Thursday, 16 February 2012
I finally feel ready to unveil the latest dolls house project that I have been working on for the past year. It's been sitting in the cellar with me for most of this winter, and I haven't done much with it for a while. It is an English country pub, based an a design plan taken from Brian Nickolls' book Making Character Dolls' Houses, the same book that I got the plans for my Georgian House from! Just like the Georgian House, I have adapted the plans slightly and made some changes that suited me.
I have enjoyed making this dolls house, and can certainly see a marked improvement in my woodwork skills between this one and the Georgian House I built first. It's neater, with a crisper finish. I chose a simple off white colour for the exterior, The colour you see is actually a second choice, as the first paint I used looked almost the same as the colour I had used on the window frames, and I wanted a bit of contrast. All the main construction of this house is now finished, it's just the details I need to work on now, a pub sign, painting the stone flags in front of the pub etc. I also want some flowers outside, Brian Nickolls' design has a small garden outside the pub, but I don't have room for one at the moment, so will maybe have some potted plants. I am also trying to make a wisteria to climb the wall outside the pub, so that might be something you'll see later. Whatever I decide, I do think the exterior needs a little more added to it to bring it to life.
This pub has appealed to me since I saw it in the book when I was building my bigger Georgian House. I love buildings like this, you find them all over the UK, vernacular buildings not designed by architects but by builders and masons, and often with regional variations, but no less attractive than much polite architecture. I have seen buildings similar to this one in Dartmoor, the windows on the upper storey are very low, almost level with the floor. The extension at the side of the pub was originally a stable on Brian Nickolls' plans, but I didn't like it, so changed the design slightly to create a kitchen area, which I have already posted back in January, it's still one of the most complete rooms inside my pub, but I will show you more of the interior in a later post.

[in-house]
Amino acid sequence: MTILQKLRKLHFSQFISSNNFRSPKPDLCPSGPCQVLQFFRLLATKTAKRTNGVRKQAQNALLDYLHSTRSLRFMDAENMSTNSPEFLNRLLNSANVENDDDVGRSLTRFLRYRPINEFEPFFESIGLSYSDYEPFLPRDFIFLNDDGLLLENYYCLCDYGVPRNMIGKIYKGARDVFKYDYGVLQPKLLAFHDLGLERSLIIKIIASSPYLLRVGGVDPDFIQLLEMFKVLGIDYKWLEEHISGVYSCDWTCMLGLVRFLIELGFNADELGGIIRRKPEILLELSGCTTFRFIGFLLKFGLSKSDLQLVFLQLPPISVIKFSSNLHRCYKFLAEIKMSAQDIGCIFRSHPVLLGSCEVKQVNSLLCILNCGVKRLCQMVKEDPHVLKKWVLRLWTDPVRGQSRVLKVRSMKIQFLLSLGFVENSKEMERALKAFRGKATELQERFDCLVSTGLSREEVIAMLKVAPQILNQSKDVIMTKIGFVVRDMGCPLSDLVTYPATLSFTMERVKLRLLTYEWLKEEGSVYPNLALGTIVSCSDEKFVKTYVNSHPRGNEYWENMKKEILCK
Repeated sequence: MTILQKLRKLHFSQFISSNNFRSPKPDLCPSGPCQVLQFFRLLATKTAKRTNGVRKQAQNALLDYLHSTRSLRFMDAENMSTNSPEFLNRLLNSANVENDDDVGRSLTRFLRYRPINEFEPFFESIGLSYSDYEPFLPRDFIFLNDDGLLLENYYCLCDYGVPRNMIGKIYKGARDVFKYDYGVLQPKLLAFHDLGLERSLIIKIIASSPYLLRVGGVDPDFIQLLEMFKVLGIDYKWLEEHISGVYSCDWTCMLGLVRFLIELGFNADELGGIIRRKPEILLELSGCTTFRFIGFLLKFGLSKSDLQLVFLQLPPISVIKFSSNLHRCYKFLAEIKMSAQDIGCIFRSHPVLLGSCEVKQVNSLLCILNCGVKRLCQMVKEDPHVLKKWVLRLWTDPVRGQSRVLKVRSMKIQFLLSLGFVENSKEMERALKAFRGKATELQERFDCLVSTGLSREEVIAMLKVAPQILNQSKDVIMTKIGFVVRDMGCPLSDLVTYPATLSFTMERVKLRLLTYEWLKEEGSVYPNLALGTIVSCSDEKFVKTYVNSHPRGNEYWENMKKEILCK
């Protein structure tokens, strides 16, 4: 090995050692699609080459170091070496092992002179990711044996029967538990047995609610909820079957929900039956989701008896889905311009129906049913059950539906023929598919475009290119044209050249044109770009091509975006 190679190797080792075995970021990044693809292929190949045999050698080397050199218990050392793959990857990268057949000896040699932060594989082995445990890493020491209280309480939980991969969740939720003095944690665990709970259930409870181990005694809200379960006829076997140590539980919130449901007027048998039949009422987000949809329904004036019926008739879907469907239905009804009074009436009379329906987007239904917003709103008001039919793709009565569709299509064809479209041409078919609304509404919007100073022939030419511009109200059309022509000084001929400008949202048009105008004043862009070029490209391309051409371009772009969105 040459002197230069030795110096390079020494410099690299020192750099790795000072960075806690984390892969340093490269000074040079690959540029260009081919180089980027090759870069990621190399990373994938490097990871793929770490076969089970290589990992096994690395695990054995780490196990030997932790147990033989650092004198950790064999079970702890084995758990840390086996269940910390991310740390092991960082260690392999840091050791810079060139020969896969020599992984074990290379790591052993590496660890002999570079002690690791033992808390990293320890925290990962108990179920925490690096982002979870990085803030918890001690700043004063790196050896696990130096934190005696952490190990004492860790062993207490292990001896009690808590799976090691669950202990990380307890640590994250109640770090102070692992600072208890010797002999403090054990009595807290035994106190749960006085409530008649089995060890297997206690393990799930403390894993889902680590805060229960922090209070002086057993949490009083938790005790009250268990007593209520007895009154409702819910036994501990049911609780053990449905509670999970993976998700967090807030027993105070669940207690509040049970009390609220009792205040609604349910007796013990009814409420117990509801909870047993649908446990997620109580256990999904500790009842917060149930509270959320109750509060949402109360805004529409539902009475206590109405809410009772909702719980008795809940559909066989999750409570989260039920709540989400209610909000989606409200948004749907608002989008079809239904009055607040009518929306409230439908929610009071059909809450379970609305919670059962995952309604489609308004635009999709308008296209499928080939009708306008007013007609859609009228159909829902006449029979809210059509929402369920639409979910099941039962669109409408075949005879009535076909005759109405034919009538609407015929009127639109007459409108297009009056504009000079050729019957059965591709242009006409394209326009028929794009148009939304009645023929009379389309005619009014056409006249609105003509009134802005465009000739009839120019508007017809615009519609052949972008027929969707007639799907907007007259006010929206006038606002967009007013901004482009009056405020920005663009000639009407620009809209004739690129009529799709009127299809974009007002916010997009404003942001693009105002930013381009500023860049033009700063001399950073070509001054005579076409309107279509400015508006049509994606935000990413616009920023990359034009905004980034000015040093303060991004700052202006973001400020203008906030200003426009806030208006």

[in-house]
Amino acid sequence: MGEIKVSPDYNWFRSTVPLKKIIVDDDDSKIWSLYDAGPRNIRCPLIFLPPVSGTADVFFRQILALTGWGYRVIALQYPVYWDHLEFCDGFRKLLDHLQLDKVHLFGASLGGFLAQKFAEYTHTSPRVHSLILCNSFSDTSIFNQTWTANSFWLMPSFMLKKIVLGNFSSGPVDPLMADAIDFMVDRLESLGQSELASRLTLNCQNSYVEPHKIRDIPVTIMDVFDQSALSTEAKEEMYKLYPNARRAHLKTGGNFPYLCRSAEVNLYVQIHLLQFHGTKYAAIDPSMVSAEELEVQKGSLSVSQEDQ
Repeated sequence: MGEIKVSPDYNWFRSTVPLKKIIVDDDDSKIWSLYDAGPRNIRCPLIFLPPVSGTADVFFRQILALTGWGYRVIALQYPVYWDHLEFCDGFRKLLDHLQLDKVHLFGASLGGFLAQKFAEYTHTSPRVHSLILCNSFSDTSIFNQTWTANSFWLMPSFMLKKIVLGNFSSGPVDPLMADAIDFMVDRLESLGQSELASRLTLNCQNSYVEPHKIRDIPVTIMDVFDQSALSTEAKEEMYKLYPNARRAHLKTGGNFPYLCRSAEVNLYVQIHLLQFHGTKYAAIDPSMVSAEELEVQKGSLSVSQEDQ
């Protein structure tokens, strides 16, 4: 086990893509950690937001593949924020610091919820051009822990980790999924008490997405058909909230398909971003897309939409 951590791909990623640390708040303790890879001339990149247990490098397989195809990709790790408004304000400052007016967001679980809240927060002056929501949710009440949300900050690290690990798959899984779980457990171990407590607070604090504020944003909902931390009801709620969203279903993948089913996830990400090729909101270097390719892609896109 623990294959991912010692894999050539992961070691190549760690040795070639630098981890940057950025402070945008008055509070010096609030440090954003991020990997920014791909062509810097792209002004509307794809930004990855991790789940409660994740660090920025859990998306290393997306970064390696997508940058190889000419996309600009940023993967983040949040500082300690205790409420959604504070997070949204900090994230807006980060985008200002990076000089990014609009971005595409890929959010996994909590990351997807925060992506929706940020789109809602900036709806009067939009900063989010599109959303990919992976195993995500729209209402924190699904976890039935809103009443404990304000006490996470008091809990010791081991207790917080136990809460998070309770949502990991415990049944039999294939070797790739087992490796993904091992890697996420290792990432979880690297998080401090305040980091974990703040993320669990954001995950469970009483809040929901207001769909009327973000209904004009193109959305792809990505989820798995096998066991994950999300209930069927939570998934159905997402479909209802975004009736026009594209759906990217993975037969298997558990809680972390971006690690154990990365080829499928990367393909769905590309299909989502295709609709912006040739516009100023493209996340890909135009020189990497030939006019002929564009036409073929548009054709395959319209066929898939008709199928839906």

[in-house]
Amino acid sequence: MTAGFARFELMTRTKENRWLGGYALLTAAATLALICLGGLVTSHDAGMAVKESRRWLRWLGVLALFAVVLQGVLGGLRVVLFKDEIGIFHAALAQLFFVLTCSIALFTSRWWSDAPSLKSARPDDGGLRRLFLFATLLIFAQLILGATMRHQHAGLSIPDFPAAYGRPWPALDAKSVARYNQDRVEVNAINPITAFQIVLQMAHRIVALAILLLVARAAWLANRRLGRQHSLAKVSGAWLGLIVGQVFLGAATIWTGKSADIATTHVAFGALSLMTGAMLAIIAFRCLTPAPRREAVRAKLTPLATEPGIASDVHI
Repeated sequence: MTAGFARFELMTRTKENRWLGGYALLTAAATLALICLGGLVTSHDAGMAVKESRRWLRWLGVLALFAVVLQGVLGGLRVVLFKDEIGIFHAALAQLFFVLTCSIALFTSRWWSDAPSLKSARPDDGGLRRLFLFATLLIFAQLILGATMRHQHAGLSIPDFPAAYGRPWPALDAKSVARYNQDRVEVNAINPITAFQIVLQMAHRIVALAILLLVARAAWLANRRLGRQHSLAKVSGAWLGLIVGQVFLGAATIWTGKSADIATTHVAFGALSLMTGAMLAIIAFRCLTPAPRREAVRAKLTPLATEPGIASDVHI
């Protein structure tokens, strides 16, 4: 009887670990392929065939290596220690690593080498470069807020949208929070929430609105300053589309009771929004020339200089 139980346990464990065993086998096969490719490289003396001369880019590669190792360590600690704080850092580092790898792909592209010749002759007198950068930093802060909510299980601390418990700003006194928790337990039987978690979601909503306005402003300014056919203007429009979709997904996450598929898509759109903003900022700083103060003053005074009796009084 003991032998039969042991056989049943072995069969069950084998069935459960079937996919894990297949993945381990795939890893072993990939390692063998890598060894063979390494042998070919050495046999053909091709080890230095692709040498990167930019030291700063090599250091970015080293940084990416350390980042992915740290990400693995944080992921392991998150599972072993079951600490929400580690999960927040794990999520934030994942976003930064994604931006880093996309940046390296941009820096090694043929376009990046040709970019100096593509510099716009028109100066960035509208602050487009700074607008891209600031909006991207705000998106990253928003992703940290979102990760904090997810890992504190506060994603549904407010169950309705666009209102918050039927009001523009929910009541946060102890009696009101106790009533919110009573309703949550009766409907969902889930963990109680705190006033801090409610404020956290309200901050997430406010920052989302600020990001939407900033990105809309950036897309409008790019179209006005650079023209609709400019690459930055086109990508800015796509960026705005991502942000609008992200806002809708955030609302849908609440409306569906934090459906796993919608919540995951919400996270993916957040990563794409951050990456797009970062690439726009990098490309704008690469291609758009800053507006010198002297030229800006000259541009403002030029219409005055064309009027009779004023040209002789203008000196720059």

I did think of giving my pub another name (Brian has called his pub The Swan in his book) and toyed with The Fox, or the Red Lion, but actually I quite like The Swan, and so the name stuck!
Friday, 10 February 2012
Queen Mary was a well known collector of antiques and loved miniature objets. It was Princess Marie Louise, granddaughter of Queen Victoria, and friend of Queen Mary's who first thought of producing a dolls' house for Queen Mary, in 1921. Princess Marie Louise had many friends in the art world and approached the architect Sir Edwin Lutyens with her idea. Together they set up dinner parties to raise support and funds for the project. With Queen Mary's blessing , it was decided that a house would be built for the British Empire Exhibition, held at Wembly Park in 1924. The exhibition was set up to show off the best in science, arts and manufacturing within the Empire. It was thought that the dolls' house project would be a great way to promote British artists, craftsmen and designers, and more that 1500 people would eventually be involved in completing the project. That number included many famous artists, writers and manufacturers of the period.
The house was displayed in the Palace of Arts at the Exhibition, with money raised going to support Queen Mary's various charities.
The dolls' house is unusual because the exterior of the building is raised entirely to reveal the interior within. The rooms are displayed on all four sides of the house and has many connecting corridors and staircases to link the rooms together, just like a real house!